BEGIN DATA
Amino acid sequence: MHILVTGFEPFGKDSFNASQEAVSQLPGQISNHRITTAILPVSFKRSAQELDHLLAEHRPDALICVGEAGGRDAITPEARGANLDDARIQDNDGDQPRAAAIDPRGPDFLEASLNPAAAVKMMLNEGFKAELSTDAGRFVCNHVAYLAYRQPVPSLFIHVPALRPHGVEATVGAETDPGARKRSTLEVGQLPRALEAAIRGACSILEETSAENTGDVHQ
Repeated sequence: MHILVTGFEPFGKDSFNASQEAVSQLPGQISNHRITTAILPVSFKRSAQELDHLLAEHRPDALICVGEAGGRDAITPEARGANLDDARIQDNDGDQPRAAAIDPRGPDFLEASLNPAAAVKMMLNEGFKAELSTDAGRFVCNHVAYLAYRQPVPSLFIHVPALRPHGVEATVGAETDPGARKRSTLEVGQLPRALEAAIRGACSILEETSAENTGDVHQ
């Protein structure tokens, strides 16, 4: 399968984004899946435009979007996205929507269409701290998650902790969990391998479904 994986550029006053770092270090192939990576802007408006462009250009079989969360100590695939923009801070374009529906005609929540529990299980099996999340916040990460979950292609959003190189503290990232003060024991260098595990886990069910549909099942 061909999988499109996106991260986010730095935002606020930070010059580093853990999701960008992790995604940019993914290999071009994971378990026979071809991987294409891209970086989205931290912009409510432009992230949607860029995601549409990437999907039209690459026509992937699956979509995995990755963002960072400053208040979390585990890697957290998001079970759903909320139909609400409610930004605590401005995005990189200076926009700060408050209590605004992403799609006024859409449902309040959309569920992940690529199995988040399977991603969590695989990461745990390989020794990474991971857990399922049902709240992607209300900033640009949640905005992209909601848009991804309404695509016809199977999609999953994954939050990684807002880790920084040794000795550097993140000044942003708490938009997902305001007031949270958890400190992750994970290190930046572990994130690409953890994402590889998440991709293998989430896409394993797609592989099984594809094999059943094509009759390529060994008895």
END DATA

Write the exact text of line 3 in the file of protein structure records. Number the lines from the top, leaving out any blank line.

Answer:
């Protein structure tokens, strides 16, 4: 399968984004899946435009979007996205929507269409701290998650902790969990391998479904 994986550029006053770092270090192939990576802007408006462009250009079989969360100590695939923009801070374009529906005609929540529990299980099996999340916040990460979950292609959003190189503290990232003060024991260098595990886990069910549909099942 061909999988499109996106991260986010730095935002606020930070010059580093853990999701960008992790995604940019993914290999071009994971378990026979071809991987294409891209970086989205931290912009409510432009992230949607860029995601549409990437999907039209690459026509992937699956979509995995990755963002960072400053208040979390585990890697957290998001079970759903909320139909609400409610930004605590401005995005990189200076926009700060408050209590605004992403799609006024859409449902309040959309569920992940690529199995988040399977991603969590695989990461745990390989020794990474991971857990399922049902709240992607209300900033640009949640905005992209909601848009991804309404695509016809199977999609999953994954939050990684807002880790920084040794000795550097993140000044942003708490938009997902305001007031949270958890400190992750994970290190930046572990994130690409953890994402590889998440991709293998989430896409394993797609592989099984594809094999059943094509009759390529060994008895």